Solution of this paradox is that situation IS NOT symmetric. Because the frame of reference the second twin is using is not inertial.


The neat thing about special relativity is that you can do the calculations in any reference frame and you will arrive at an answer which is consistent. In this case, the key is that the information is traveling to this third observer, and they are making all of the decisions. Thus, it makes sense to solve the problem in the reference frame of this third observer.

As far as the third observer is concerned, the rocket is shooting away from them at 1/2 the velocity that ground observers saw. Why? Because he's staying half way between the planet and the rocket, so he's always going to see the rocket having 1/2 the velocity ground observer see. (Edit: as Lesnik points out, at relatavistic speeds it wont be exactly 1/2 the velocity. However, it is guaranteed to be exactly the same velocity in each direction, and that's what matters)

He also is going to see a planet rocketing away in the other direction at the same velocity! The fact that planets are big doesn't matter. From his frame of reference, the planet is falling away. This is just like how a skydiver perceives the plane shooting up away from them when a ground observer would say that the plane was flying level and the skydiver was falling.

Thus, we have a very simple situation. Two twins, traveling away from the third observer at the same velocities, with the same acceleration profiles. End result: the third observer will see them at exactly the same age.

  • $\begingroup$ Hmmm. 1/2 of velocity. I don't think so. Suppose the observer sees the Earth and the rocket both having speed 0.9c. What was the original speed of the rocket as seen from Earth? $\endgroup$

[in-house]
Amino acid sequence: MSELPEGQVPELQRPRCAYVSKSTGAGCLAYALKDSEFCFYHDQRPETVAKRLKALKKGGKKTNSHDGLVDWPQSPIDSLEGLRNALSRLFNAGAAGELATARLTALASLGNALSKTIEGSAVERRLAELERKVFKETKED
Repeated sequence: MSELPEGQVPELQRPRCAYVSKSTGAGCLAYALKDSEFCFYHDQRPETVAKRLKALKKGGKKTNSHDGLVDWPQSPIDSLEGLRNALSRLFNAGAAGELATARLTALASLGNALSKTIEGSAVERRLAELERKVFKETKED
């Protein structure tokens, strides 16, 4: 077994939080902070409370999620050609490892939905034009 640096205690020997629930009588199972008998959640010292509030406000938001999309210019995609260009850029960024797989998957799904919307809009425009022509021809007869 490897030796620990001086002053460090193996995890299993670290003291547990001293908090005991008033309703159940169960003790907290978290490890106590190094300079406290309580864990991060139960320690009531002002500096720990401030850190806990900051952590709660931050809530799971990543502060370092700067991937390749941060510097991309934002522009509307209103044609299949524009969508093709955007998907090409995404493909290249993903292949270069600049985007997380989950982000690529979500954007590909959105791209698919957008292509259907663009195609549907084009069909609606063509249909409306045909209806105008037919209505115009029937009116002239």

– lesnik
    May 28 '17 at 16:40
  • $\begingroup$ @lesnik Point. I added an edit to that effect. It doesn't change the logic anyway, because its the symmetry that matters, but you're right that I ignored the relatavistic effects in a relativity problem! $\endgroup$
    – Cort Ammon
    May 28 '17 at 16:42
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    $\begingroup$ Second objection. The middle-point observer would see both twins having same age as long as rocket flies: with this I agree. But the question is about the situation after the rocket decelerated and have has zero speed (according to Earth). The twins would not be of the same age after that. $\endgroup$
    – lesnik
    May 28 '17 at 16:43
  • $\begingroup$ @lesnik From the third person's perspective, held at they mythical half-way-point, the planet would also decelerate at exactly the same relative rate, so you would see the same effects for the planet-side twin as well. This is why I find the symmetry so useful. Without it, we'd have to solve this in a more complicated manner by treating the observer as an accelerating and decelerating frame of their own and basically solve two twin-paradox problems. $\endgroup$
    – Cort Ammon
    May 28 '17 at 16:53
  • $\begingroup$ Imagine that after that the second twin flies back to Earth. According to you, for the man-in-the-middle the situation is still absolutely symmetric. And when all three of them meet at Earth both twins would be of the same age! There is no paradox at all! Or is there? $\endgroup$
    – lesnik
    May 28 '17 at 17:06